(DEWTRON)
DASB
Segmented SNR
Power Regulator
Bandpass Filter for Human
Voice (20Hz – 20kHz)
Fabricate Power Regulator
Differential Amplifier
Gain: 45 V/V
CSA-BF
close talk
Channel 3
close talk
Channel 3
Linear Sample
18.0166 dB
28.6192 dB
27.9125 dB
28.0366 dB
Logarithmic Sample
18.1457 dB
28.0393 dB
28.1584 dB
28.1943 dB
CSA-BF showed significant improvement over DASB in the segmental signal-to-noise ratio test and the
logarithmic array setup showed a small increase in the segmental SNR over the linear array setup.
Test Previous
Microphone
Array System
Design New
Microphone
Array System
0.04
50
0.03
48
46
44
0.02
40
0.01
-0.04
• Design microphone
circuitry
• Design power supply
circuitry
• Create microphone
PCB
• Create power supply
PCB
• Design new microphone
enclosure
• Construct physical array
• Fix problems with old
array.
Sean Stixrud
Corrupted
• Array configuration to
yield an optimum
speech to noise ratio
• Signal processing
methods to yield an
optimum speech to
noise ratio
Jeffery Leinbaugh
Kevin Derischebourg
• Set up and test speaker
recognition software
• Evaluate speaker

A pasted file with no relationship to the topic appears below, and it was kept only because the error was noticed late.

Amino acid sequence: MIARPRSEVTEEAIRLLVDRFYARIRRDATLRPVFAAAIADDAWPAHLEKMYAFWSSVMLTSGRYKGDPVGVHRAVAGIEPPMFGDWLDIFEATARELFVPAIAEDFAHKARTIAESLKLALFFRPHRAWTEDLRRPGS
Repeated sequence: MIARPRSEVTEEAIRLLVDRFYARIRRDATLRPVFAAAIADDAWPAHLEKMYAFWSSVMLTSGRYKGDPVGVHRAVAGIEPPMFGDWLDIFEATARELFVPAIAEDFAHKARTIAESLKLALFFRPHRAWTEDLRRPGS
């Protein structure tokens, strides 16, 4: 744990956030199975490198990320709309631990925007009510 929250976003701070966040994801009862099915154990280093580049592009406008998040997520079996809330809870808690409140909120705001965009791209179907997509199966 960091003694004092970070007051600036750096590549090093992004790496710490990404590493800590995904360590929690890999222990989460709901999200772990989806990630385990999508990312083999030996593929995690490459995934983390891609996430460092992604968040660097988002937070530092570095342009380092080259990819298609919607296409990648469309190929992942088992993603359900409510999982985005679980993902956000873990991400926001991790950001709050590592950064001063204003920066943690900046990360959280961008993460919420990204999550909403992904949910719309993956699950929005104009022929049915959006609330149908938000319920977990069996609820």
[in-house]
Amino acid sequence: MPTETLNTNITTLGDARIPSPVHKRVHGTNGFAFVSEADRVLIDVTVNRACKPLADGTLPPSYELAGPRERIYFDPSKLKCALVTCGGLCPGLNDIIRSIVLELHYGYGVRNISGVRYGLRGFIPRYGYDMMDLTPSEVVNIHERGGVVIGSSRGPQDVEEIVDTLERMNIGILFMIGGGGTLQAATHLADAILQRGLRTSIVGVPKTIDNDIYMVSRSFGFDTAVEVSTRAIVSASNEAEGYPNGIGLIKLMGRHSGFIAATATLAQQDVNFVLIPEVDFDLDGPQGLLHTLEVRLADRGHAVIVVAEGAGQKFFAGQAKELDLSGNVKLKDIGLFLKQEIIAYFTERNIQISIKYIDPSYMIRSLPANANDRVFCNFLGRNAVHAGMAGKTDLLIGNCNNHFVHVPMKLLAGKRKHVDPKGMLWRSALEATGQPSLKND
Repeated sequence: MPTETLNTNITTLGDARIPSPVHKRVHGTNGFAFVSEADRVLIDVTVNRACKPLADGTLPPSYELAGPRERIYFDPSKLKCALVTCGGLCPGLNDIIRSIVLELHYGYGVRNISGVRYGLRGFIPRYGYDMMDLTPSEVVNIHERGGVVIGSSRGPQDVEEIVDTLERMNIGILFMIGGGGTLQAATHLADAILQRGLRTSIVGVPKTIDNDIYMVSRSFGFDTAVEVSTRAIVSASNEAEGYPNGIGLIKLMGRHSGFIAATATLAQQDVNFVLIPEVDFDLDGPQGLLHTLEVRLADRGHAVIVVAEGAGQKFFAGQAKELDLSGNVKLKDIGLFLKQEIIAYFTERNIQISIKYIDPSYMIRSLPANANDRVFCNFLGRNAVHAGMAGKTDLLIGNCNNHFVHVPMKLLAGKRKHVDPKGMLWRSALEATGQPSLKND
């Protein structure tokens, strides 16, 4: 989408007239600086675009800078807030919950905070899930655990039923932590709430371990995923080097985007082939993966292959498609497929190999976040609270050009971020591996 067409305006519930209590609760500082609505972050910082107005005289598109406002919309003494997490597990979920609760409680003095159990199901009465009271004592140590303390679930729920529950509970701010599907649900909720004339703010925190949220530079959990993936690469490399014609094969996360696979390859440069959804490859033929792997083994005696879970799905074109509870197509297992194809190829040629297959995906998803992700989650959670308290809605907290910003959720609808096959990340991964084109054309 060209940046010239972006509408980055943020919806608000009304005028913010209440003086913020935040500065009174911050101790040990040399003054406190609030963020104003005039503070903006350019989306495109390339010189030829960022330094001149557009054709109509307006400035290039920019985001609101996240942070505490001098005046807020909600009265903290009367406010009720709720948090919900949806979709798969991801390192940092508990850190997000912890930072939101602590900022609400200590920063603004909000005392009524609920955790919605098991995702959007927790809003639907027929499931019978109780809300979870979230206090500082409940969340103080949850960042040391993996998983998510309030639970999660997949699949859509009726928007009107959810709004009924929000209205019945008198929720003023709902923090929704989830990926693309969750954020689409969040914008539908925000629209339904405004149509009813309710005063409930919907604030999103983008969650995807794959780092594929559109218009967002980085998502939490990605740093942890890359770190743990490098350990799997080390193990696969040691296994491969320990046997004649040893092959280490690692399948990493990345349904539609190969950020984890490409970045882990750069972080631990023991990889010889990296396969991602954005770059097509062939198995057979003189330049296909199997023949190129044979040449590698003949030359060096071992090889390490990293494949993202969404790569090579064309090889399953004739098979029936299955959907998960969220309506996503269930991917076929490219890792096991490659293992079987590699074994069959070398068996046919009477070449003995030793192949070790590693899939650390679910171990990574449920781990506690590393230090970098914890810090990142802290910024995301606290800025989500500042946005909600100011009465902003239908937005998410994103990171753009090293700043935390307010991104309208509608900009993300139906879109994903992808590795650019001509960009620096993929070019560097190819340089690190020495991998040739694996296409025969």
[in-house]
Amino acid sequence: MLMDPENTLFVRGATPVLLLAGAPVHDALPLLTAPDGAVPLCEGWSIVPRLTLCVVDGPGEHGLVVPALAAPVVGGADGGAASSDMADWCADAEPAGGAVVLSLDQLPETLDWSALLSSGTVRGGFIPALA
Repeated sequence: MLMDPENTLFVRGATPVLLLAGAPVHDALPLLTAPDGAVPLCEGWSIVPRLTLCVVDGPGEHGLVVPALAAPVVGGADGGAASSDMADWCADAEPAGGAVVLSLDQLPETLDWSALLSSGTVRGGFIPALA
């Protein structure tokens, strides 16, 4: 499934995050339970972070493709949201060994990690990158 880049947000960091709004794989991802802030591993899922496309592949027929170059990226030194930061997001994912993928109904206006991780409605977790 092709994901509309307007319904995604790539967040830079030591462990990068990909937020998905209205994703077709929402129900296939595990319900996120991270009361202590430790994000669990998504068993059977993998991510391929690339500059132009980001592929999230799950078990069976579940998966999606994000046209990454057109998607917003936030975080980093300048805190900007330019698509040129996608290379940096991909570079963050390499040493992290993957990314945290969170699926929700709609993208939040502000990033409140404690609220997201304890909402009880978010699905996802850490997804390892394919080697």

recognition
performance with in car
audio with engine noise
• Evaluate speaker
recognition
performance using high
pass filter to remove
engine noise
• Study Wireless
Transmission
• Study Voice over IP
(VoIP)
• Practice and determine
the best Packet Loss
Concealment Algorithm
15-inset EER
4 seconds
6 seconds
8 seconds
15-inset EER 44.213
42.963
40.833
47.500
30-inset EER 45.000
45.833
45.833
43.333
45-inset EER 46.944
48.889
45.833
41.667
Frame
Repeat Frame (Recovered)
Interpolation (Recovered)
Given a corrupted signal, we used two
different PLC Algorithms to “fill” the gaps.
Chance Kelly
49001
48951
48901
48851
-0.03
Jeong Hee Kim and Tae
Hwan Kim
2 seconds
2 seconds 4 seconds 6 seconds 8 seconds
-0.02
Assemble and
Test
30-inset EER
36
0
-0.01
Design and
Construct PCB
Enclosures
45-inset EER
38
48800
Amplitude
Populate
Circuit Board
Fabricate
Microphone
Array Circuitry
42
Speaker recognition test with UTDrive corpus
database using 2-8 seconds of speech
MICROPHONES
In the future, audio collected during UTDrive may be sent wirelessly for collection rather than recorded to a hard drive
physically present in the vehicle.